3 min read

Reference Checks for Gaming Startups

Reference Checks for Gaming Startups

I wanted to write about Reference checks. With startups, there’s a variety of roles to hire for. And investors will do their own checks on the founders.

Before we get into the questions, here are some logistics that you should understand.

Finding people to talk to. You want to ask for a few reference contacts from the person. You’d want to have two or three provided contacts from the person you are interviewing, but also a few “blind” contacts that could be from mutual connections. The games industry is small so it’s usually possible to scout for 2nd connections who are willing to talk. Talk to a minimum of four people, but ten should be the maximum.

Who to talk to. Mix things up, try to get a hold of previous managers of the interviewee, for example, bosses or former investors. Then look for one or two peers. If they’ve had people working for them, add one or two of previous subordinates.

Conduct reference checks after interviews. Once you’ve created an image for the interviewee, based on your conversations, the reference checks are a great way to dig deeper and to understand if what they are telling you is the truth. Also, it’s good behavior on your end to not disturb people until you know for sure you are moving forward.


A reference check shouldn’t last more than 30 minutes and it’s important to have a set of core questions available. These will help you to determine the accuracy of the feel you have the person’s attitude and skills.

Let’s get into our top six reference check questions:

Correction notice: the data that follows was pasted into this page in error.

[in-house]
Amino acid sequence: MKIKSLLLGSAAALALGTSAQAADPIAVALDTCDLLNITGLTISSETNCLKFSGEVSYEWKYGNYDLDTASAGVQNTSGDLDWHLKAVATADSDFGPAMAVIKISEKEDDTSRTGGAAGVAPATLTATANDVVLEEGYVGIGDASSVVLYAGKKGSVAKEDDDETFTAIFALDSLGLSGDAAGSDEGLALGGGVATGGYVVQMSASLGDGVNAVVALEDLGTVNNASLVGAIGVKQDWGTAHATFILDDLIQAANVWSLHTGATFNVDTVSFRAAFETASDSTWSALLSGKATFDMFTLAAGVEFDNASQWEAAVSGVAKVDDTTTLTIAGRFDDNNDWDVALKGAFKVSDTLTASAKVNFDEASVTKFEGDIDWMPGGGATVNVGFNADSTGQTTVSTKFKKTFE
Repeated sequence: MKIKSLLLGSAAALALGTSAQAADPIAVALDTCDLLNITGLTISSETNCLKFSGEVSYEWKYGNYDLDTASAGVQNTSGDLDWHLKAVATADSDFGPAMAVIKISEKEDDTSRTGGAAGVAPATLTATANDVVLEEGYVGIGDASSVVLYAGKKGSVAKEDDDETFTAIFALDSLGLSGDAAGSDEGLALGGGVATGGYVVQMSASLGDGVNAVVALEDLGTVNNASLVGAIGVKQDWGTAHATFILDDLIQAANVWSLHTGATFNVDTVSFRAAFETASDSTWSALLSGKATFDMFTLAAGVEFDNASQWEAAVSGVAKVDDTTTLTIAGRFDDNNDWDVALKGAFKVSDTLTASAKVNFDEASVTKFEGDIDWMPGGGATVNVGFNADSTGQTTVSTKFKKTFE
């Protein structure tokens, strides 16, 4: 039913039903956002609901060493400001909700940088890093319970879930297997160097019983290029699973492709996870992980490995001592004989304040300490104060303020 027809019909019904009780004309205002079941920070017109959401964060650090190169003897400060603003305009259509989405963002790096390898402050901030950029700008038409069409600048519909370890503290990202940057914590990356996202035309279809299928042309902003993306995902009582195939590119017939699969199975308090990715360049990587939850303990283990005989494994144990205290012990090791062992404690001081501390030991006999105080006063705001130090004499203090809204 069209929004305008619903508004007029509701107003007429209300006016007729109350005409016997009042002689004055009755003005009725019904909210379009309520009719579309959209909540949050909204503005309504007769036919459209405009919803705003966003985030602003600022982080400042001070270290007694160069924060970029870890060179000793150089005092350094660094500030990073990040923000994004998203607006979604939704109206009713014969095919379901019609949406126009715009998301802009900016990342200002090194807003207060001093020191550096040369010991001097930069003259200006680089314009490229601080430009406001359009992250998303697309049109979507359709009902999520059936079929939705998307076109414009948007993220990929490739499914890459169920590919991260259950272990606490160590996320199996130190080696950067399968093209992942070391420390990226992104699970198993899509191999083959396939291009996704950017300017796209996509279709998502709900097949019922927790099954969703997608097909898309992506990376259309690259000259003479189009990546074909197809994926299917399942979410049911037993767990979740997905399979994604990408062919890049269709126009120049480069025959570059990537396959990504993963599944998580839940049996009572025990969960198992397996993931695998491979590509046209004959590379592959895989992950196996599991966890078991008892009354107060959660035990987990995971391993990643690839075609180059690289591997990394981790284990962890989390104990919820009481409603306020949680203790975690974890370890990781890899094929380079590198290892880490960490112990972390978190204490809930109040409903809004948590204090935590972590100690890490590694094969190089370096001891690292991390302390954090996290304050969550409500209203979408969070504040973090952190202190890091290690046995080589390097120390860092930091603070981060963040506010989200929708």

1) What are they like to work with? Ask for certain moments where the interviewee was involved in working with a team. How did they collaborate, how did they take ownership and responsibility for tasks, and were there any weaknesses that needed to be worked around?

2) Did they do what they said they did? You can ask this by just asking what was their role in the project? You want to find out if they are honest and that they’re not exaggerating their work in their previous roles?

3) What are some areas for further development? You can also ask this by gauging the interviewee’s strengths, and you’d ask what are their strengths and weaknesses?

4) Are there any red flags I should know about? You might not want to ask this directly at first, but rather ask some general questions like How they do under pressure, or if there have been moments of conflict and how the person dealt with these conflicts. In any case, you want to give the referee the feeling that they have the permission and opportunity to tell you things they want you to know.

5) How good are they at what they are going to be doing? You want to understand if the interviewee is “good enough” and they are truly exceptional. Ask this also from another angle.

6) Finally, is there anything I haven’t asked that you would like to share with me about them? With all the previous questions, you’ve asked about characteristics, skills, and attitudes with quite straightforward questions. At this point, the referee has had some time to think about the person you’re talking to, and something new might still come up. Remember: given they have more information around the person, you want to make sure that nothing slips through the net.

Template for founder question

Since Elite Game Developers focuses on founders, we wanted to create a list of questions that are specifically tailored for co-founder recruitment. This list can also be used by investors who are looking to invest in a company and want to do their DD on the CEO and/or co-founders.

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